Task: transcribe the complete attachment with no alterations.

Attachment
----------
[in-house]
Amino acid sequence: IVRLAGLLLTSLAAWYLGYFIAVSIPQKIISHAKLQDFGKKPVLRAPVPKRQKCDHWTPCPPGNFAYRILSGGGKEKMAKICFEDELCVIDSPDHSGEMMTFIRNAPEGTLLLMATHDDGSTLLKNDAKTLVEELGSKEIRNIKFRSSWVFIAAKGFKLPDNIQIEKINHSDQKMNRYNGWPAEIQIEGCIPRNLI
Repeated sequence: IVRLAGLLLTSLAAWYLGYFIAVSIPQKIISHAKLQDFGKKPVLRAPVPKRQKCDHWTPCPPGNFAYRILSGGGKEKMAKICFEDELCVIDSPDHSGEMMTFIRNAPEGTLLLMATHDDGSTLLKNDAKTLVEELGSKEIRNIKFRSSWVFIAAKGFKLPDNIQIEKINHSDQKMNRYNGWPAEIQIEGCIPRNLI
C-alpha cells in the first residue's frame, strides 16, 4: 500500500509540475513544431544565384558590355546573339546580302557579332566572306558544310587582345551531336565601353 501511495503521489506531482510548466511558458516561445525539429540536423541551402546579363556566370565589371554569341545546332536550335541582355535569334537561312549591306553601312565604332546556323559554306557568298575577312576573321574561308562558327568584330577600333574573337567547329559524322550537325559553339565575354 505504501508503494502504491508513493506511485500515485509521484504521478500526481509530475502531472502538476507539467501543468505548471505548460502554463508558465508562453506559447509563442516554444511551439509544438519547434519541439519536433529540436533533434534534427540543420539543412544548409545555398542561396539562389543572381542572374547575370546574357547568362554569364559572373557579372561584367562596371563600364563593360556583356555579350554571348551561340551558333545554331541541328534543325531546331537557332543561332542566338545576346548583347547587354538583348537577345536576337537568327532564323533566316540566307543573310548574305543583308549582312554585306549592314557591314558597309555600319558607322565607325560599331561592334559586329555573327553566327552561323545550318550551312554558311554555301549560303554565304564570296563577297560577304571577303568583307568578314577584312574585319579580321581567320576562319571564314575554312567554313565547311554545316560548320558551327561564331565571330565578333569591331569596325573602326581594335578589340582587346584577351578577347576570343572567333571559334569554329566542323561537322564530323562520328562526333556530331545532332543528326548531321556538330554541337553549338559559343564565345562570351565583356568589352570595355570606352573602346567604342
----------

[in-house]
Amino acid sequence: IVRLAGLLLTSLAAWYLGYFIAVSIPQKIISHAKLQDFGKKPVLRAPVPKRQKCDHWTPCPPGNFAYRILSGGGKEKMAKICFEDELCVIDSPDHSGEMMTFIRNAPEGTLLLMATHDDGSTLLKNDAKTLVEELGSKEIRNIKFRSSWVFIAAKGFKLPDNIQIEKINHSDQKMNRYNGWPAEIQIEGCIPRNLI
Repeated sequence: IVRLAGLLLTSLAAWYLGYFIAVSIPQKIISHAKLQDFGKKPVLRAPVPKRQKCDHWTPCPPGNFAYRILSGGGKEKMAKICFEDELCVIDSPDHSGEMMTFIRNAPEGTLLLMATHDDGSTLLKNDAKTLVEELGSKEIRNIKFRSSWVFIAAKGFKLPDNIQIEKINHSDQKMNRYNGWPAEIQIEGCIPRNLI
C-alpha cells in the first residue's frame, strides 16, 4: 500500500509540475513544431544565384558590355546573339546580302557579332566572306558544310587582345551531336565601353 501511495503521489506531482510548466511558458516561445525539429540536423541551402546579363556566370565589371554569341545546332536550335541582355535569334537561312549591306553601312565604332546556323559554306557568298575577312576573321574561308562558327568584330577600333574573337567547329559524322550537325559553339565575354 505504501508503494502504491508513493506511485500515485509521484504521478500526481509530475502531472502538476507539467501543468505548471505548460502554463508558465508562453506559447509563442516554444511551439509544438519547434519541439519536433529540436533533434534534427540543420539543412544548409545555398542561396539562389543572381542572374547575370546574357547568362554569364559572373557579372561584367562596371563600364563593360556583356555579350554571348551561340551558333545554331541541328534543325531546331537557332543561332542566338545576346548583347547587354538583348537577345536576337537568327532564323533566316540566307543573310548574305543583308549582312554585306549592314557591314558597309555600319558607322565607325560599331561592334559586329555573327553566327552561323545550318550551312554558311554555301549560303554565304564570296563577297560577304571577303568583307568578314577584312574585319579580321581567320576562319571564314575554312567554313565547311554545316560548320558551327561564331565571330565578333569591331569596325573602326581594335578589340582587346584577351578577347576570343572567333571559334569554329566542323561537322564530323562520328562526333556530331545532332543528326548531321556538330554541337553549338559559343564565345562570351565583356568589352570595355570606352573602346567604342